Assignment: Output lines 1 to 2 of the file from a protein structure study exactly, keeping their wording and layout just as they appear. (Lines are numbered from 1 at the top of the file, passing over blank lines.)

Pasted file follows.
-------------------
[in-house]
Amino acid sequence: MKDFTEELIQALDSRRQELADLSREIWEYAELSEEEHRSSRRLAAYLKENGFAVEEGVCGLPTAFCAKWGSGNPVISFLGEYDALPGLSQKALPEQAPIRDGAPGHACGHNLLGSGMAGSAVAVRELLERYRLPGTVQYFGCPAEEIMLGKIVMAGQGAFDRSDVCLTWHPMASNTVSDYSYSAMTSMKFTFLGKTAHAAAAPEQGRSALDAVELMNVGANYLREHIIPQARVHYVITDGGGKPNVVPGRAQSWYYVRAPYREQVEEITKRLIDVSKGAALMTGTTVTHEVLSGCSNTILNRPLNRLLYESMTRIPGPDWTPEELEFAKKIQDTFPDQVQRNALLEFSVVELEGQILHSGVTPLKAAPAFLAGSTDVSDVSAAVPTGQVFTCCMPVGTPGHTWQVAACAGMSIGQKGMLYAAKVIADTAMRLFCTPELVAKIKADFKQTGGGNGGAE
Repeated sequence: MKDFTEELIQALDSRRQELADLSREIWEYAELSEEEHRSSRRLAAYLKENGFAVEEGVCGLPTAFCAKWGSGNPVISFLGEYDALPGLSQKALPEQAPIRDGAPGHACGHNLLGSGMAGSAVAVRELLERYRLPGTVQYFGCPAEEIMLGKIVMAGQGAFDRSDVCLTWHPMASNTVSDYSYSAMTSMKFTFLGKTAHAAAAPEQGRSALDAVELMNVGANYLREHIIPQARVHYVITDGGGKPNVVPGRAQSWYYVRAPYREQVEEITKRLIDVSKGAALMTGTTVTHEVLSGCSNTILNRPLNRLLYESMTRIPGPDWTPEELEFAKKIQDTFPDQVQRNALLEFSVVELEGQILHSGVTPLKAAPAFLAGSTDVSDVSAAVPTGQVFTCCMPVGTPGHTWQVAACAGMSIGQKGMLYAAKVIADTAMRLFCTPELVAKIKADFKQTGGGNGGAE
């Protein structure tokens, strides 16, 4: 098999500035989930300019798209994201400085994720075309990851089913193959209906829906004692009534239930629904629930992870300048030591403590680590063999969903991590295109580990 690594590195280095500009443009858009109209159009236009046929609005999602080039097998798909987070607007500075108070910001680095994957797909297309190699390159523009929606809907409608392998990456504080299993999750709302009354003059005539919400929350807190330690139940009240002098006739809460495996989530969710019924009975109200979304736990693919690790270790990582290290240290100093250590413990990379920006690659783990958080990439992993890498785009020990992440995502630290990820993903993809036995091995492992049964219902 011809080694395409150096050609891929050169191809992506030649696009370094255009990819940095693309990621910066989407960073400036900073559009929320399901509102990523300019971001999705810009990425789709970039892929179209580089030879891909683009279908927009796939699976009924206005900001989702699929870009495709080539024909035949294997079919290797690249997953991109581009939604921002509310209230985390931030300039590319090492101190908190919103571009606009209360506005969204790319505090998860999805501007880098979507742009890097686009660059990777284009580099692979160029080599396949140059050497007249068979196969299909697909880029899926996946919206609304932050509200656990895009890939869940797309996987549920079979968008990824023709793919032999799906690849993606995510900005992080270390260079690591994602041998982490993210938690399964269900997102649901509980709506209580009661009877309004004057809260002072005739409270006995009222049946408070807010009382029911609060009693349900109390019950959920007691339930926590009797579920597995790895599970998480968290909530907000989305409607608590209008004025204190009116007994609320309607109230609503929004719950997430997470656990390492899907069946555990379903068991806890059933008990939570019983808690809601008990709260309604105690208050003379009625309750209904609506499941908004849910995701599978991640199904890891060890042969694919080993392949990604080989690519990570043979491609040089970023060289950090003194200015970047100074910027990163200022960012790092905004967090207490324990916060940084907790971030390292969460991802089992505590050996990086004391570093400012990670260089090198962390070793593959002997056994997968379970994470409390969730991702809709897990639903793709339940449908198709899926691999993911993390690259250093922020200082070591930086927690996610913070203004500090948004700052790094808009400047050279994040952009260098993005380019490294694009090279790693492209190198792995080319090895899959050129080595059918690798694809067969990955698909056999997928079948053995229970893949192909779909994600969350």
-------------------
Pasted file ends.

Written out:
[in-house]
Amino acid sequence: MKDFTEELIQALDSRRQELADLSREIWEYAELSEEEHRSSRRLAAYLKENGFAVEEGVCGLPTAFCAKWGSGNPVISFLGEYDALPGLSQKALPEQAPIRDGAPGHACGHNLLGSGMAGSAVAVRELLERYRLPGTVQYFGCPAEEIMLGKIVMAGQGAFDRSDVCLTWHPMASNTVSDYSYSAMTSMKFTFLGKTAHAAAAPEQGRSALDAVELMNVGANYLREHIIPQARVHYVITDGGGKPNVVPGRAQSWYYVRAPYREQVEEITKRLIDVSKGAALMTGTTVTHEVLSGCSNTILNRPLNRLLYESMTRIPGPDWTPEELEFAKKIQDTFPDQVQRNALLEFSVVELEGQILHSGVTPLKAAPAFLAGSTDVSDVSAAVPTGQVFTCCMPVGTPGHTWQVAACAGMSIGQKGMLYAAKVIADTAMRLFCTPELVAKIKADFKQTGGGNGGAE